Science for Young Children
Why is the sky blue? What makes the leaves change? Young children ask a lot of questions, and some of them are hard for us to answer. How we respond really matters to children. When we’re busy it can be tempting to say, “You ask too many questions.” But children are quick to pick up on our negative attitudes and over time might learn to suppress their curiosity. This can be a great loss. So how do we best answer children’s questions? Start with a question of your own: “What do you think?” Then take the time to really listen to your child. Put their ideas into your own words. “You think that angels like the color blue so they painted the sky that way.” A conversation can take an unexpected turn when you take the time to really listen. This type of response is also much more satisfying to children.
Sometimes children are really looking for a scientific answer. Some of us might have the answers, but most people have a hard time answering these questions with accurate scientific information.
The best approach is to say, “Let’s find out.” This teaches not just the answer to the question but three other things as well:
- That the child’s question is really important and it is worth taking time to answer it
- That you can answer questions by reading books, using the Internet, asking your local librarian for help, or asking friends and family
- That learning things together is interesting and fun
One boy, Darnell, was interested in the creatures in the ocean, and he wondered about sea monsters. After reading a book, he became interested in whales and asked a lot of questions about whales, including “Why do whales sing?” His mom didn’t know much about whales, but she wanted to encourage him, so she took him to the library to get books on whales. They cuddled together when she read to him about whales, and they enjoyed this time together. Darnell learned what people think about why whales sing, but this didn’t satisfy his curiosity; instead he thought of more questions. This is the way scientists think: every answer leads to new questions. Darnell’s mom set her son on the road to being a thinker and a learner. He is developing good feelings and attitudes towards learning.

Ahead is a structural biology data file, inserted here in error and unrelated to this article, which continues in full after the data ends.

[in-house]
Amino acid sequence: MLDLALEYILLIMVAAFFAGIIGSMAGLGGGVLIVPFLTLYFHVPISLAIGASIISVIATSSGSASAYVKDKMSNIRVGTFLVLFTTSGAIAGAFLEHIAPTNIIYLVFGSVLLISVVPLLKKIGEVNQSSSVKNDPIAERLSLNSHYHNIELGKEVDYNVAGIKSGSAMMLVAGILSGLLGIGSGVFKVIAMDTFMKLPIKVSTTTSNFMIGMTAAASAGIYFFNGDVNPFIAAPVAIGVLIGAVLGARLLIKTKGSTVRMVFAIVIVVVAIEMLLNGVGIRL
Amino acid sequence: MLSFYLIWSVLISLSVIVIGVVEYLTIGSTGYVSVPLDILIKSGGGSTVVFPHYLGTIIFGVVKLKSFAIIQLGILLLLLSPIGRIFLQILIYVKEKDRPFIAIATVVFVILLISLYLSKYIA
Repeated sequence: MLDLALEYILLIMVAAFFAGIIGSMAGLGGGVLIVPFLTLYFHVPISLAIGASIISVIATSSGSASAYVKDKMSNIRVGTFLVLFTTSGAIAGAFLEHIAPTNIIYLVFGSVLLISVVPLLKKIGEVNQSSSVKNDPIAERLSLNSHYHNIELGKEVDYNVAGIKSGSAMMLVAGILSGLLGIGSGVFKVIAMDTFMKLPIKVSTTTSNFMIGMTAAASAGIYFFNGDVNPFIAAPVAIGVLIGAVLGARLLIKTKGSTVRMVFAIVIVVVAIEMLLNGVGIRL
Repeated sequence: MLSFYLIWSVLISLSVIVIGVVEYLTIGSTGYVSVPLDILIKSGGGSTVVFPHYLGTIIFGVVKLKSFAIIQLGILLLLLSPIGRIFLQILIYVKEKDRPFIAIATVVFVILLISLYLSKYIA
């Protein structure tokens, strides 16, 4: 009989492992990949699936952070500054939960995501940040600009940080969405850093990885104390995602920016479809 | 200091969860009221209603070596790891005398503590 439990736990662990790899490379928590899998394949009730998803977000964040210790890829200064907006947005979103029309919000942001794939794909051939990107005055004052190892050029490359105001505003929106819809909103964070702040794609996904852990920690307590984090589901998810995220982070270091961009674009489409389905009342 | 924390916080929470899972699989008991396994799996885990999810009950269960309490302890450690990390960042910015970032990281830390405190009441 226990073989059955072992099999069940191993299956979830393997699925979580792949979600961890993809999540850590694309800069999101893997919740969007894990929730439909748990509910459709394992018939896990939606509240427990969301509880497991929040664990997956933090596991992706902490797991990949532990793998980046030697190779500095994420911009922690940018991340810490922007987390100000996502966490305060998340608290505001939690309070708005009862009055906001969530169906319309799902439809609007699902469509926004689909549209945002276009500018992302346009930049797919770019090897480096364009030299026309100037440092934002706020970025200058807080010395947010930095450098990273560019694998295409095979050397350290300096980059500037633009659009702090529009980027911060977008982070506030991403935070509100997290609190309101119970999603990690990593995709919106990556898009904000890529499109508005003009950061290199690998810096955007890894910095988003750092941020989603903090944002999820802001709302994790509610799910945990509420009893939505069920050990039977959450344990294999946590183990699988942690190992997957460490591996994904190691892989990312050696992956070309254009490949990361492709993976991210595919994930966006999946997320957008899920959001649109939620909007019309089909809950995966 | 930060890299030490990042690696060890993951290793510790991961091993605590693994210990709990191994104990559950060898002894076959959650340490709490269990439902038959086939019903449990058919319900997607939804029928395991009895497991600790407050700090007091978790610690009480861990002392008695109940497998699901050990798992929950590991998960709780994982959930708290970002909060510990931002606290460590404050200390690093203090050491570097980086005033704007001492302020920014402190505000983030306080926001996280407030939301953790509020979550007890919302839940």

Great Science Books for Kids
Have you read any good science books with your child? The number of great science books for kids has just skyrocketed, and you can find something that will interest any child. There’s a great set of books designed for children ages 8-12 by a publisher called DK. Their eyewitness series is designed with many wonderful photos that you can share with your kids. Topics include dinosaurs, animals, birds and fish, weather, volcanoes and earthquakes, and space. These are ideal books to borrow from the library.
If your child is interested in animals, look for an animal encyclopedia. These books usually have a listing for a large number of animals with a short entry describing the animal’s home, what it eats, and other details. Usually there are good pictures as well. Children learn to look up things for themselves and become familiar with how to use encyclopedias, dictionaries, and other reference books.
Another good series is called “Let’s Read and Find Out.” This series has some very simple science books designed for the youngest of learners. A few of their stage 1 books include Look at Your Eyes, Sleep is for Everyone, Bugs are Insects, Baby Whales Drink Milk, Our Puppies are Growing, and Snow is Falling.
For older children, the Magic School Bus series is fun. It’s about a whacky teacher who takes her class on magical science field trips like getting baked inside a cake or going inside the human body. The stories are entertaining and the science is made a part of an imaginative adventure.
There are many more worthwhile science books for young children. Ask your librarian for books that might be of interest to your child.
Getting Your Child Off to a Good Start in Science
Early childhood is the perfect time to start a good foundation for science with your child. You have probably already begun to help your children understand science concepts. Have you ever visited a farm with your child? Or grown a garden? These are great experiences to help children understand where food comes from. Preschool children are at a perfect age to learn about living things: what they need to live and how they grow and change. Help your child notice that what people need (air, food, and a place to live) are what animals need to survive as well. Watch puppies, tadpoles, or any other animal grow from a baby to a full-grown living creature.
Young children are also ready to learn some basics about the world. They can learn about how liquids flow by helping you wash dishes. They can learn about movement by playing with toys with wheels, and can learn about gases from watching you blow up a balloon. Playing with sand and water help children understand how their world works. All these experiences help children understand scientific ideas they will learn about later.
You can help your young child begin to learn about earth and space. Take her outdoors to learn about soil, rocks, hills, streams, rivers, and mountains in a firsthand way — the best way for children to learn. Talk about the natural resources we get from our earth: wood for making things, plants to eat. This leads naturally to talking about saving and recycling. Children can help recycle newspaper, plastics, and metal, or to make compost. You can also talk about space with your child—about our planet, the sun and moon and stars. Science with young children can be simple, fun, and part of your everyday life.
Parent Count March 2008.